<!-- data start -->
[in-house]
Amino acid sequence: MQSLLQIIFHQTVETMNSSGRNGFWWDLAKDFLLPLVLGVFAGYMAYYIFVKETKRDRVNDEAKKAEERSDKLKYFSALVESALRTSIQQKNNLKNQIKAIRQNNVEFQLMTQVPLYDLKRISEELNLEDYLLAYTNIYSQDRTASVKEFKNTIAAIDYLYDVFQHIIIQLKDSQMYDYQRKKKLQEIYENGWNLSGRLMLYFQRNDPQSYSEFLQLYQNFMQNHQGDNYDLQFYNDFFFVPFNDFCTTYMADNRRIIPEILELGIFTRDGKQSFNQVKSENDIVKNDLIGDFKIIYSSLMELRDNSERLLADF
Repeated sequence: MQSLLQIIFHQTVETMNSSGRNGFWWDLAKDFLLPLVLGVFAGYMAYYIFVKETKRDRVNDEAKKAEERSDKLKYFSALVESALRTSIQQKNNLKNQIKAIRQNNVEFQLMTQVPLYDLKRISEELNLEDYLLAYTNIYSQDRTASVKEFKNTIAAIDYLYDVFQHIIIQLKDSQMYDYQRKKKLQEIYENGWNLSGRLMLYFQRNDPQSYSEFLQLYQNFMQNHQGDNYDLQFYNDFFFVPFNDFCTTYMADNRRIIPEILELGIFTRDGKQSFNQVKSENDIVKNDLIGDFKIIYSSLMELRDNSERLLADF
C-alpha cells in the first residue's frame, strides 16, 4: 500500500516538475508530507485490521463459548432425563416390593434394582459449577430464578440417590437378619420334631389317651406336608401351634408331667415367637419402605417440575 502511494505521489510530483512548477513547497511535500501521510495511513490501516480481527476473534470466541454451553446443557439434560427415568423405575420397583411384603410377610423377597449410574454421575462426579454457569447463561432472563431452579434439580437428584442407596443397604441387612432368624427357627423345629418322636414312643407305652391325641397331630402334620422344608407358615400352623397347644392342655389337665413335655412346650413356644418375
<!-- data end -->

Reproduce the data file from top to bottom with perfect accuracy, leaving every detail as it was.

[in-house]
Amino acid sequence: MQSLLQIIFHQTVETMNSSGRNGFWWDLAKDFLLPLVLGVFAGYMAYYIFVKETKRDRVNDEAKKAEERSDKLKYFSALVESALRTSIQQKNNLKNQIKAIRQNNVEFQLMTQVPLYDLKRISEELNLEDYLLAYTNIYSQDRTASVKEFKNTIAAIDYLYDVFQHIIIQLKDSQMYDYQRKKKLQEIYENGWNLSGRLMLYFQRNDPQSYSEFLQLYQNFMQNHQGDNYDLQFYNDFFFVPFNDFCTTYMADNRRIIPEILELGIFTRDGKQSFNQVKSENDIVKNDLIGDFKIIYSSLMELRDNSERLLADF
Repeated sequence: MQSLLQIIFHQTVETMNSSGRNGFWWDLAKDFLLPLVLGVFAGYMAYYIFVKETKRDRVNDEAKKAEERSDKLKYFSALVESALRTSIQQKNNLKNQIKAIRQNNVEFQLMTQVPLYDLKRISEELNLEDYLLAYTNIYSQDRTASVKEFKNTIAAIDYLYDVFQHIIIQLKDSQMYDYQRKKKLQEIYENGWNLSGRLMLYFQRNDPQSYSEFLQLYQNFMQNHQGDNYDLQFYNDFFFVPFNDFCTTYMADNRRIIPEILELGIFTRDGKQSFNQVKSENDIVKNDLIGDFKIIYSSLMELRDNSERLLADF
C-alpha cells in the first residue's frame, strides 16, 4: 500500500516538475508530507485490521463459548432425563416390593434394582459449577430464578440417590437378619420334631389317651406336608401351634408331667415367637419402605417440575 502511494505521489510530483512548477513547497511535500501521510495511513490501516480481527476473534470466541454451553446443557439434560427415568423405575420397583411384603410377610423377597449410574454421575462426579454457569447463561432472563431452579434439580437428584442407596443397604441387612432368624427357627423345629418322636414312643407305652391325641397331630402334620422344608407358615400352623397347644392342655389337665413335655412346650413356644418375